Bad Dog Books
(Full Disclosure: I have a story in this book: Unbalanced Scales, the 6th story in the book. It takes place in the same universe as last year's Brooklyn Blackie and the Unappetizing Menu, just 40 years later. I will "review" that story last. I mean, I could skip it entirely, but I do so like talking about myself and my stories.)
Mary Lowd returns to the helm of ROAR for another collection of "all audience" Furry stories. This time the theme is Legends. There are all sorts of Legends and there was only one story out of the following seventeen whose legend worthiness I questioned.
Mary E. Lowd takes over the editing helm of the ROAR series from Bad Dog Books, taking on the theme of "Scoundrels" for this year. The 28 stories in ROAR volume 6 explore scoundrels from the light-hearted to the most dire.
Ms. Lowd went out of her way to look for writers who hadn't written for the furry fandom before and quite successfully brought back gold (along with fan favorites like Kyell Gold).
By the way, the table of contents is slightly off. There's a story out of order and the page numbers get a bit off. Considering the wayward story is about a dog being chased by his future father in law, you might say that he's trying to do this.
FurPlanet Productions, July, 2015, trade paperback $19.95 (294 pgs.). Edited by Mary E. Lowd.
Buyers may download "DRM free" works in both epub (Nook, Sony Reader, iBooks) and mobi (Kindle-compatible) formats.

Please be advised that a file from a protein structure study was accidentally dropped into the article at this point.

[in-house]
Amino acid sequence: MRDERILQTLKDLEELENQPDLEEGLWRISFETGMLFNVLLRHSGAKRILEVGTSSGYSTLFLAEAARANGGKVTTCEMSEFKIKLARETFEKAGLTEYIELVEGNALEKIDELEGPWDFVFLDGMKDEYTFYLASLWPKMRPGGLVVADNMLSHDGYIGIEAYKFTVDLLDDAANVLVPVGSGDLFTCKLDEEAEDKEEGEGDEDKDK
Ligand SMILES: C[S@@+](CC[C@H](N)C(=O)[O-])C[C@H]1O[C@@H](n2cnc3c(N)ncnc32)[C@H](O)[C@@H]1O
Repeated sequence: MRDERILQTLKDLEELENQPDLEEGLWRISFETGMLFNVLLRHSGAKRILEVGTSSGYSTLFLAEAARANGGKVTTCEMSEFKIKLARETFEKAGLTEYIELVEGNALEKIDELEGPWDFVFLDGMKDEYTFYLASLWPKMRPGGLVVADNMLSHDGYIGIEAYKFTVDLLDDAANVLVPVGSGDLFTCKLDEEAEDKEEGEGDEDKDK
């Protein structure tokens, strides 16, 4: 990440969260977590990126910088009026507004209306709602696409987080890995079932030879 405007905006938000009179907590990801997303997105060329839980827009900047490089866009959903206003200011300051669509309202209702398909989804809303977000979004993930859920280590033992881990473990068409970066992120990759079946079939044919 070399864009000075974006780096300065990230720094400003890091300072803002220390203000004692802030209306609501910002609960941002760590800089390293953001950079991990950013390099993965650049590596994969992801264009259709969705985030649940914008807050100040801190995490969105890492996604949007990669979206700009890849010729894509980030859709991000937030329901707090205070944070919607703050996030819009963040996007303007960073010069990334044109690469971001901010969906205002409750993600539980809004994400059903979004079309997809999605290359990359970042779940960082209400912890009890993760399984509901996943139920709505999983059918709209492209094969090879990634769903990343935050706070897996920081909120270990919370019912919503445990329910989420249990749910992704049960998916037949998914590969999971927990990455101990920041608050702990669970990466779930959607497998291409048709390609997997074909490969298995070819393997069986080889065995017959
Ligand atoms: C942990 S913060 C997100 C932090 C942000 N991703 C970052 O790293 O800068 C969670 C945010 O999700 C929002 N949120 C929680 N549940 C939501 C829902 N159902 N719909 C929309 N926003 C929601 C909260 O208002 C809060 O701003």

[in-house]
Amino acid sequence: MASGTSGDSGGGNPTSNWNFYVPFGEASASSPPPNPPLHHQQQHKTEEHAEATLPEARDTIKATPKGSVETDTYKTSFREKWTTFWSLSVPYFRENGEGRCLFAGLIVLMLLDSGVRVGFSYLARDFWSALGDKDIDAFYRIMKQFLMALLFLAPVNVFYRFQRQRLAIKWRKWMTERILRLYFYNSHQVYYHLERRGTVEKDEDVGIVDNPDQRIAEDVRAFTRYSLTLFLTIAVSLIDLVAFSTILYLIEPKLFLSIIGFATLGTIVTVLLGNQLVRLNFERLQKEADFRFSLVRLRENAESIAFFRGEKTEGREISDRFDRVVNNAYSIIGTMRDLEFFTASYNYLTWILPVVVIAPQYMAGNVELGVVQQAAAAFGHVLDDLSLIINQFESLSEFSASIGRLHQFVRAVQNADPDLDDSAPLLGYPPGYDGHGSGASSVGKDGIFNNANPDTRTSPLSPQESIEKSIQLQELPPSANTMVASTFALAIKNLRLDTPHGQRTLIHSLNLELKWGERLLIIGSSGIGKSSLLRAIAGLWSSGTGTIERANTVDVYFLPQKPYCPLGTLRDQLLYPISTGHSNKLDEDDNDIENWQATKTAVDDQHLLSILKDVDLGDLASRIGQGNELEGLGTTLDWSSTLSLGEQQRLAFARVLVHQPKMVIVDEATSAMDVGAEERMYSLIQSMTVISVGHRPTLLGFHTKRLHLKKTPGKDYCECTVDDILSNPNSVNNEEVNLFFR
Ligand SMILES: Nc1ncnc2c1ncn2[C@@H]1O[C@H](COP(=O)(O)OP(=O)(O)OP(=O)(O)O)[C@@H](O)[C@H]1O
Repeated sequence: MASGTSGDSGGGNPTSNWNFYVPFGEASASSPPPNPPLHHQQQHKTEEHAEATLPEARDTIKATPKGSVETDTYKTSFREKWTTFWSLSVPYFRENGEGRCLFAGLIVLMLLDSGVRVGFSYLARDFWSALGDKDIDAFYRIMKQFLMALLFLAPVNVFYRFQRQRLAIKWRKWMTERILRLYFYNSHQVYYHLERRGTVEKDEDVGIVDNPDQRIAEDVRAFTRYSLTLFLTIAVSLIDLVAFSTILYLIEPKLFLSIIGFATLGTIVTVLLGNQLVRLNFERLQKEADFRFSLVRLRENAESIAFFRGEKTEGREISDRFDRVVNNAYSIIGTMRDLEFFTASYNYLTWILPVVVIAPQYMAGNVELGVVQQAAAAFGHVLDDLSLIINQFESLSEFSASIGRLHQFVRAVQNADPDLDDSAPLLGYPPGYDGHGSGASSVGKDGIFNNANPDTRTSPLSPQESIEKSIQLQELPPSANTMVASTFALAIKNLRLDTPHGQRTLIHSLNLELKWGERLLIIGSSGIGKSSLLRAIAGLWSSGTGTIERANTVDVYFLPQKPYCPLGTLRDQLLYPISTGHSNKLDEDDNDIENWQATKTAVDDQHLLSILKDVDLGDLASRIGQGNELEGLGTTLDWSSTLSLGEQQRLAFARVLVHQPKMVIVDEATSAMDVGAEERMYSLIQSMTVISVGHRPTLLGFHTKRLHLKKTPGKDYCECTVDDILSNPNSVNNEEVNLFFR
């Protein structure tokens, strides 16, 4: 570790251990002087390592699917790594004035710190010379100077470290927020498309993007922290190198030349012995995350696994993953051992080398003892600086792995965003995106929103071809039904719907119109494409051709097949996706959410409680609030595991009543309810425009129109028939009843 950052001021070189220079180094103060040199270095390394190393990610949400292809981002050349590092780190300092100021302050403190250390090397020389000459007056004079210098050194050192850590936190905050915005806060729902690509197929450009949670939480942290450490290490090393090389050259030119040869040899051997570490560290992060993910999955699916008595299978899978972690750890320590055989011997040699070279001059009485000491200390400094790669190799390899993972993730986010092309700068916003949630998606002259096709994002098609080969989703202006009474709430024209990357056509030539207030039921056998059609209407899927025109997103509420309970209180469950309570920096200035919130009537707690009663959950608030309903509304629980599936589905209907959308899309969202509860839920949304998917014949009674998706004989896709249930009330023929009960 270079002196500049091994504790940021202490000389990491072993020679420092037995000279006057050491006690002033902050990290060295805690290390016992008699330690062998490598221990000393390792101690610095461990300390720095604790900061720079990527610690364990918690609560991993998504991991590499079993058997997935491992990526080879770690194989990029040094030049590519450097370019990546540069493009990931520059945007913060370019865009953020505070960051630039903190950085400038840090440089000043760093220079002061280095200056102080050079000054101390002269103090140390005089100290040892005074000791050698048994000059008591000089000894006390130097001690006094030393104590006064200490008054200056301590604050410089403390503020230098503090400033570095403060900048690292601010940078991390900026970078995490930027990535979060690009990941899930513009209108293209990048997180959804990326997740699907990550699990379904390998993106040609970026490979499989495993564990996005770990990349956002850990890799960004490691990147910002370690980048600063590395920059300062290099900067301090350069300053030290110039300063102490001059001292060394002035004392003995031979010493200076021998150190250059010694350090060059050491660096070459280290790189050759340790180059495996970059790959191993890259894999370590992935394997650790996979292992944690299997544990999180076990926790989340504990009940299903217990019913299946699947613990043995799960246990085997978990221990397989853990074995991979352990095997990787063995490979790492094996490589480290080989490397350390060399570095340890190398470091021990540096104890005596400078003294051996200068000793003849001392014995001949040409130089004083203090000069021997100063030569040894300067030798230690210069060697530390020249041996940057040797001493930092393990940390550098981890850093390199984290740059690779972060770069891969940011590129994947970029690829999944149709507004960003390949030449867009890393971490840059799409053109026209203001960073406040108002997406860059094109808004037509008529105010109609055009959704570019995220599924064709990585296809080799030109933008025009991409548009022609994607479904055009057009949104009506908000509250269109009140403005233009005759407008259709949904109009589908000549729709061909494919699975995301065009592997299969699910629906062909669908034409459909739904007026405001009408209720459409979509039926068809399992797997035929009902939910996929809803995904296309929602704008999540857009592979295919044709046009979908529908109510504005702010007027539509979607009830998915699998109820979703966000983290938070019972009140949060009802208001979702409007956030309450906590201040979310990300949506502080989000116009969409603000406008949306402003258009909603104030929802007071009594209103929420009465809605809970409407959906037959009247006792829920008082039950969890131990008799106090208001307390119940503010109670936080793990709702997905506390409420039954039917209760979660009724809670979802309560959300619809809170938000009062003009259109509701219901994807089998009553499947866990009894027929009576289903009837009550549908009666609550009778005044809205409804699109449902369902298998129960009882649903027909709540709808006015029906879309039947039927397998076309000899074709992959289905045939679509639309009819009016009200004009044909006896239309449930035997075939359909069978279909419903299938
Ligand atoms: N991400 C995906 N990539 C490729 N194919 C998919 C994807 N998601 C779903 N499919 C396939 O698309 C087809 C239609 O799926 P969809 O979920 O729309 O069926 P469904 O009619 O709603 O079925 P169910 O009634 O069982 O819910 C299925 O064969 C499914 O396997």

The theme of this particular collection is celebrity, so the stories are a bit less varied across genre than what was found in the Ursa Majors book. There are no illustrations, but there is a clever use of page decorations that are unique to each story’s subject.
With a couple of exceptions, the stories in this are furry in name only — the characters could be replaced by humans without making any changes. For some readers that’s not an issue, but for others it might be, so I thought I’d make a note of it here.
This is Flayrah's second review of Roar #4 - see also Fred Patten's review.
Here is the fourth approximately-annual anthology of “literary” (non-erotic) anthropomorphic fiction from Bad Dog Books. There are practically no magazines of anthropomorphic fiction published today, leaving ROAR as one of the few remaining markets for anthropomorphic short stories.
This fourth volume has the theme of “fame”:
Fame—that siren song Celebrity has many stories. Perhaps it is nothing more than an incredible tale. What amazing lengths people will go to in order to find it—or escape from it. In this volume of ROAR, twelve authors explore what celebrity means and how its impact is felt. New stories from celebrated anthropomorphic authors such as Tim Susman, Mary E. Lowd, and Whyte Yoté share these pages with talented newcomers.
Editor's note: This is the first of two reviews of ROAR 4; the second, by Roz Gibson, is here.